Author Topic: Applying for a Credit Card after FI  (Read 3901 times)

Debbie M

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Applying for a Credit Card after FI
« on: October 11, 2013, 04:30:35 PM »
How do you apply for a credit card when you're done working and have no job?

The credit card application I'm looking at lets me choose an employment status called "Retired."  But what do I put for my total annual income?  If there's no pension, how do you pick a number?  Is this like the IRS where if you enter a round number they are less likely to trust you?  And if you enter only the amount you actually withdraw but it's tiny, will that look bad?

The application I'm looking at has a spot for employer, which I could fill in with n/a.

And they do ask the total balance of all bank accounts (with a max category of "More than $25,000") and the value of your investment accounts (which is where our income would come from) (with the highest category "More than $50,000").

It also asks if you own or rent (or other) your home and what the monthly rent or mortgage payment is.  With a paid-off house, I guess you have to put zero there.  (They do want your monthly income to be at least $475/month more than your rent/mortgage payment.)  But does zero look fishy to them?

Any hints on how to get accepted?

dragoncar

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Re: Applying for a Credit Card after FI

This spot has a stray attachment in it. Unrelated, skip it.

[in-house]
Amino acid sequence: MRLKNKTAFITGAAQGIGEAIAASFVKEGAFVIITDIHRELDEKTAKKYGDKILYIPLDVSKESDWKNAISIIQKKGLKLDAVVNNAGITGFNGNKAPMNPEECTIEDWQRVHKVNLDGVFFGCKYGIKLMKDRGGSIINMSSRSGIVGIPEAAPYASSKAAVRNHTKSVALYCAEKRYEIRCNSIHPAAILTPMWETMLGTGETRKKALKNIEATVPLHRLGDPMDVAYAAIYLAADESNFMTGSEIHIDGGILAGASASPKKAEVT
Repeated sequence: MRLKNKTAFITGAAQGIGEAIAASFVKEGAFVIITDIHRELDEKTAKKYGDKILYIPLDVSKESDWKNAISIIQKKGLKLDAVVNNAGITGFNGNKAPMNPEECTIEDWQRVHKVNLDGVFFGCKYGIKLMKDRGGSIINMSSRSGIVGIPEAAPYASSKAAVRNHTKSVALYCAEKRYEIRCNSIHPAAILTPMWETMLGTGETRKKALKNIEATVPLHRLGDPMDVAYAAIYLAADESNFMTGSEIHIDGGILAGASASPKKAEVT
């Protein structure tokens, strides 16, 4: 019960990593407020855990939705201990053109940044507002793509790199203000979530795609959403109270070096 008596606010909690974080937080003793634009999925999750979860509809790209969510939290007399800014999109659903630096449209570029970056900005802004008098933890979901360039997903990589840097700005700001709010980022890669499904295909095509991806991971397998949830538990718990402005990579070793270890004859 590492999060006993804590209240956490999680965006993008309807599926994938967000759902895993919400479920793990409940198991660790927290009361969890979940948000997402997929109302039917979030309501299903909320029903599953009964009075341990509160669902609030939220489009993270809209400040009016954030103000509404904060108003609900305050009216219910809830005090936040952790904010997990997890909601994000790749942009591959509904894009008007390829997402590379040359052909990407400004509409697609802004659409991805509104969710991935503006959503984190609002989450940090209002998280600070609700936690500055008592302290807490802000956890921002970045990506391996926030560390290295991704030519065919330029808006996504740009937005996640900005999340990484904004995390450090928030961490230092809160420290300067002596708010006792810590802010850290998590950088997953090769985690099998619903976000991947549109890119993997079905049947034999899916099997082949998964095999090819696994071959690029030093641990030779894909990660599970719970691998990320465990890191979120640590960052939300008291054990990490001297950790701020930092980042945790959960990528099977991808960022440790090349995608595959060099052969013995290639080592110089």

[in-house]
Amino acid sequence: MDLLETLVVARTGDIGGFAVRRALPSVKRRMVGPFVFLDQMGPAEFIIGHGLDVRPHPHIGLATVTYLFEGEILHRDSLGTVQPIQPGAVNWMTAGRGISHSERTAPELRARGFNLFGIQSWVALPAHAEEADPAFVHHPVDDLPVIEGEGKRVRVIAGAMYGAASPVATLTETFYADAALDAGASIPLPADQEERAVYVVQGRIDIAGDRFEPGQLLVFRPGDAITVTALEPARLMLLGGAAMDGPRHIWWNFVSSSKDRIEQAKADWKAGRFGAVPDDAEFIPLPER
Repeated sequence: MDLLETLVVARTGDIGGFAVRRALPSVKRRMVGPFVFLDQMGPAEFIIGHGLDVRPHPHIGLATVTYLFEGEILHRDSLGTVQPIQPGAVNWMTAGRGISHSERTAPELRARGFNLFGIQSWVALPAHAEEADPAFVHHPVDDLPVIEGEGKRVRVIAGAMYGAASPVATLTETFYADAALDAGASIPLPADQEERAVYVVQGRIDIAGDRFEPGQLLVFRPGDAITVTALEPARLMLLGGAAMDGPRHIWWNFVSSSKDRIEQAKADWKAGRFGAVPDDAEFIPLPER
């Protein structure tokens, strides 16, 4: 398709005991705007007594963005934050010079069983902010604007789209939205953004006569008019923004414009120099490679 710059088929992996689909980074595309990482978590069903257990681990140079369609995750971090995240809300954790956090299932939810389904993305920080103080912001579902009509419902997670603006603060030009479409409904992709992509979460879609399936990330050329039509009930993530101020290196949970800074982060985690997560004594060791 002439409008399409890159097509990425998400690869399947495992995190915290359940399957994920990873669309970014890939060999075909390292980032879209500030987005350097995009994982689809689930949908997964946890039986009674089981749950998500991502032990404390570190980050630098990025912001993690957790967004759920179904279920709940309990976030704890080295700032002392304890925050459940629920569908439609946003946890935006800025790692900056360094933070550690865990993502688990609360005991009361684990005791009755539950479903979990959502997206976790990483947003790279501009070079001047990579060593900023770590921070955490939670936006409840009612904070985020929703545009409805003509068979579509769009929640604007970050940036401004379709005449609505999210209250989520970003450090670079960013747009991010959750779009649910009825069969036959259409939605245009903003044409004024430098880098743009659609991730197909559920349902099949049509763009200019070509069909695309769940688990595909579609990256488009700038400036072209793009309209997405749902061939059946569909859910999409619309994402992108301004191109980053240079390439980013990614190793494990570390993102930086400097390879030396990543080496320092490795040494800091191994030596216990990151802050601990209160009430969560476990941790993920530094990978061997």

« Reply #1 on: October 11, 2013, 04:46:10 PM »
I don't think they really care that much as long as you have good credit.  They don't verify income... I got some large credit lines when I was a student with almost no income but a good fico.

Another Reader

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Re: Applying for a Credit Card after FI
« Reply #2 on: October 11, 2013, 06:36:14 PM »
My mortgage broker told me to never, ever put retired on a credit application.  The underwriters will apply a much more rigorous analysis of your income.  A different set of assumptions applies and you will be relegated to the low end of the credit world for credit cards and lines of credit.  Creditors like people whose incomes are growing faster than inflation.  They will buy more stuff and be more profitable.  Increasing income is more protection for the creditor.  Retired folks are perceived to have stagnant or declining income.  Heck, they might die and leave an unpaid balance.